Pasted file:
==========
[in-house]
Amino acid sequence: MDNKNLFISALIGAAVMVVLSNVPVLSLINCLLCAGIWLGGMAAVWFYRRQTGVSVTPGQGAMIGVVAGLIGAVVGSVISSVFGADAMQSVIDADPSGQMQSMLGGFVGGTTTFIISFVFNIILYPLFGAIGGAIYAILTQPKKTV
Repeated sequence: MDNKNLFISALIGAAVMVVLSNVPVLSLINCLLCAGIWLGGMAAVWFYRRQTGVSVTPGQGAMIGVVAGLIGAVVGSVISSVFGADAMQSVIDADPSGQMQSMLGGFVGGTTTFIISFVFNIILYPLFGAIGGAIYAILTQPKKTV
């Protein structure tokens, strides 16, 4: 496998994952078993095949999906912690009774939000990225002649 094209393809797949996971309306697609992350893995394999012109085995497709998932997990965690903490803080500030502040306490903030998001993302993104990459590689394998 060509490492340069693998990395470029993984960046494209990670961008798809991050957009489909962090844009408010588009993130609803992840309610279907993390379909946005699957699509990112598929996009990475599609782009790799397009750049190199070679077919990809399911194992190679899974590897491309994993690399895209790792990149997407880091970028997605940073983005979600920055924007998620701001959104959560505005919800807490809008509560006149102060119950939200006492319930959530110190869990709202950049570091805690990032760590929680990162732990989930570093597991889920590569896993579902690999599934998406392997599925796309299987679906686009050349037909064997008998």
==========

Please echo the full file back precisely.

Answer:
[in-house]
Amino acid sequence: MDNKNLFISALIGAAVMVVLSNVPVLSLINCLLCAGIWLGGMAAVWFYRRQTGVSVTPGQGAMIGVVAGLIGAVVGSVISSVFGADAMQSVIDADPSGQMQSMLGGFVGGTTTFIISFVFNIILYPLFGAIGGAIYAILTQPKKTV
Repeated sequence: MDNKNLFISALIGAAVMVVLSNVPVLSLINCLLCAGIWLGGMAAVWFYRRQTGVSVTPGQGAMIGVVAGLIGAVVGSVISSVFGADAMQSVIDADPSGQMQSMLGGFVGGTTTFIISFVFNIILYPLFGAIGGAIYAILTQPKKTV
């Protein structure tokens, strides 16, 4: 496998994952078993095949999906912690009774939000990225002649 094209393809797949996971309306697609992350893995394999012109085995497709998932997990965690903490803080500030502040306490903030998001993302993104990459590689394998 060509490492340069693998990395470029993984960046494209990670961008798809991050957009489909962090844009408010588009993130609803992840309610279907993390379909946005699957699509990112598929996009990475599609782009790799397009750049190199070679077919990809399911194992190679899974590897491309994993690399895209790792990149997407880091970028997605940073983005979600920055924007998620701001959104959560505005919800807490809008509560006149102060119950939200006492319930959530110190869990709202950049570091805690990032760590929680990162732990989930570093597991889920590569896993579902690999599934998406392997599925796309299987679906686009050349037909064997008998």